In the current presentation, the proposed mechanism of a therapeutic action of drug-loaded, ultrasound-activated perfluorocarbon nanoemulsions has been tested using intravital laser fluorescence microscopy performed in collaboration with Dr. Brian O’Neill (then with Houston Methodist Research Institute, Houston, Texas) [2]. Fluorescently labeled nanocarrier particles (or a fluorescently labeled drug) were systemically injected though the tail vein to anesthetized live mice bearing subcutaneously grown pancreatic tumors. Nanocarrier and drug arrival and extravasation in the region of interest (i.e. normal or tumor tissue) were quantitatively monitored. Various drug nanocarriers in the following size hierarchy were tested: individual polymeric molecules; tiny micelles formed by a self-assembly of these molecules; nanodroplets formed from micelles. The results obtained confirmed the mechanism discussed above.

  • As expected, dramatic differences in the extravasation rates of nanoparticles were observed.
  • The extravsation of individual polymer molecules was extremely fast even in the normal (thigh muscle) tissue; In contrast, the extravasation of nanodroplets into the normal tissue was very slow. (Figure 4. A – Bright field image of the adipose and thigh muscle tissue. B,C – extravasation of individual molecules (B – 0 min; C – 10 min after injection); vasculature lost fluorescence while tissue fluorescence increased. D,E – extravasation of nanodroplets; blood vessel fluorescence was retained for an hour of observation (D – 30 min; E – 60 min after injection).
  • Nanodroplet extravasation into the tumor tissue was substantially faster than that into the normal tissue thus providing for effective nanodroplet tumor targeting.
  • Tumor-directed ultrasound significantly enhanced extravasation and tumor accumulation of both, micelles and nanodroplets (Figure 5. Effect of ultrasound on the extravasation of Fluorescence of blood vessels dropped while that of the tumor tissue increased after ultrasound). Also, pay attention to a very irregular tumor microvasculature, to be compared with that of a normal tissue shown in Figure 4.
  • The ultrasound effect on nanodroplets was 3-fold stronger than that on micelles thus making nanodroplets a better drug carriers for ultrasound-mediated drug delivery.
  • On a negative side, some premature drug release into the circulation that preceded tumor accumulation was observed. This proposes directions for a further improvement of nanoemulsion formulations.
Rapoport 1

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Rapoport 2

2

 

Rapoport 5

5

2aBAa7 – Ultrasonic “Soft Touch” for Breast Cancer Diagnosis – Mahdi Bayat

2aBAa7 – Ultrasonic “Soft Touch” for Breast Cancer Diagnosis – Mahdi Bayat

Ultrasonic “Soft Touch” for Breast Cancer Diagnosis

 

Mahdi Bayat – bayat.mahdi@mayo.edu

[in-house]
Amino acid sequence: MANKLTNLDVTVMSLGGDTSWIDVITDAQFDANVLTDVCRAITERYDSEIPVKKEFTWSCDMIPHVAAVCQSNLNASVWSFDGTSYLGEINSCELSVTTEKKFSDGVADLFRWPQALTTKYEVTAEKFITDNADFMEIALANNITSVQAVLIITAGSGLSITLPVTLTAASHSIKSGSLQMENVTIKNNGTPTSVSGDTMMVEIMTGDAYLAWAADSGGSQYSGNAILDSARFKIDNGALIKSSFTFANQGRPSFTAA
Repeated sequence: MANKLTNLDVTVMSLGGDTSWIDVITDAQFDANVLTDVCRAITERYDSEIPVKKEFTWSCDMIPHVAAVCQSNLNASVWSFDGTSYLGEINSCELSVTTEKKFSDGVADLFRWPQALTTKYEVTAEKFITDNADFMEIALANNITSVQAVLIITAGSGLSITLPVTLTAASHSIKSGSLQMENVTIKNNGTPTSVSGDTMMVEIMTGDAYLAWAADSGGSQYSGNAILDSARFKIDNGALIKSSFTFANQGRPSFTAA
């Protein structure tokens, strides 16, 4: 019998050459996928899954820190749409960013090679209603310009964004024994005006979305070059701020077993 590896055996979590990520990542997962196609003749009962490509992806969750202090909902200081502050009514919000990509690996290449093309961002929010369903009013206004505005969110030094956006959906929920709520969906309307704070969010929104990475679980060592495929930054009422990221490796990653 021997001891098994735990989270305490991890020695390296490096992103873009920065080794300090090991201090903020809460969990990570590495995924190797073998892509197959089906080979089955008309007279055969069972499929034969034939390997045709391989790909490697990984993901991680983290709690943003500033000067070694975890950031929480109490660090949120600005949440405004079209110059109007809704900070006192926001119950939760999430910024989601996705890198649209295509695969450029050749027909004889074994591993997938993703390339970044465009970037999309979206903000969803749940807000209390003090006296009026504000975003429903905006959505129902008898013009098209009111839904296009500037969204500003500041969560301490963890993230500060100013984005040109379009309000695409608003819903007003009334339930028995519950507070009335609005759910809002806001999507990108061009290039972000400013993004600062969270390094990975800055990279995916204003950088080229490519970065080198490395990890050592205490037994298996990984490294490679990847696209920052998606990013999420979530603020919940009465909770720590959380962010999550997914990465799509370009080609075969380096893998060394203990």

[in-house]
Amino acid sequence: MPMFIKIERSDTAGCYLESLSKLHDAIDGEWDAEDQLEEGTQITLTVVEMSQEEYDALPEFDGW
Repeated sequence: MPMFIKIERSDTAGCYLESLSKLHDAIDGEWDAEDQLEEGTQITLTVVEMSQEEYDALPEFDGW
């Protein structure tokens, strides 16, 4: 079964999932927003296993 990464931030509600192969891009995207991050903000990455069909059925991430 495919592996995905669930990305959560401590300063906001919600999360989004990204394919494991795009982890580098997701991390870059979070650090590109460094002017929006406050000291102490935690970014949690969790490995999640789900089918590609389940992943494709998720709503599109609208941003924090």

Alireza Nabavizadeh- nabavizadehrafsanjani.alireza@mayo.edu

Viksit Kumar- kumar.viksit@mayo.edu

Adriana Gregory- gregory.adriana@mayo.edu

Azra Aliza- alizad.azra@mayo.edu

Mostafa Fatemi- Fatemi.mostafa@mayo.edu

 

Mayo Clinic College of Medicine
200 First St SW
Rochester, MN 55905

 

Michael Insana- mfi@illinois.edu

University of Illinois at Urbana-Champaign
Department of Bioengineering
1270 DCL, MC-278
1304 Springfield Avenue
Urbana, IL 61801

 

Popular version of paper 2aBAa7, “Differentiation of breast lesions based on viscoelasticity response at sub-Hertz frequencies”

Presented Tuesday Morning, May 24, 2016, 9:30 AM, Snowbird/Brighton room

171st ASA Meeting, Salt Lake City

 

 

Breast cancer remains the first cause of death among American women under the age of 60. Although modern imaging technologies, such as enhanced mammography (tomosynthesis), MRI and ultrasound, can visualize a suspicious mass in breast, it often remains unclear whether the detected mass is cancerous or non-cancerous until a biopsy is performed.

Despite high sensitivity for detecting lesions, no imaging modality alone has yet been able to determine the type of all abnormalities with high confidence. For this reason most patients with suspicious masses, even those with very small likelihood of a cancer, opt in to undergo a costly and painful biopsy.

It is long believed that cancerous tumors grow in the form of stiff masses that, if found to be superficial enough, can be identified by palpation. The feeling of hardness under palpation is directly related to the tissue’s tendency to deform upon compression.  Elastography, which has emerged as a branch of ultrasound, aims at capturing tissue stiffness by relating the amount of tissue deformation under a compression to its stiffness. While this technique has shown promising results in identifying some types of breast lesions, the diversity of breast cancer types leaves doubt whether stiffness alone is the best discriminator for diagnostic purposes.

Studies have shown that tissues subjected to a sudden external force do not deform instantly, rather they deform gradually over a period of time. Tissue deformation rate reveals another important aspect of its mechanical property known as viscoelasticity. This is the main material feature that, for example, makes a piece of memory foam to feel differently from a block of rubber under the touch. Similar material feature can be used to explore mechanical properties of different types of tissue. In breast masses, studies have shown that biological pathways leading to different breast masses are quite different. While in benign lesions an increase in a protein-based component can potentially increase its viscosity, hence a slower deformation rate compared to normal tissue, the opposite trend occurs in malignant tumors.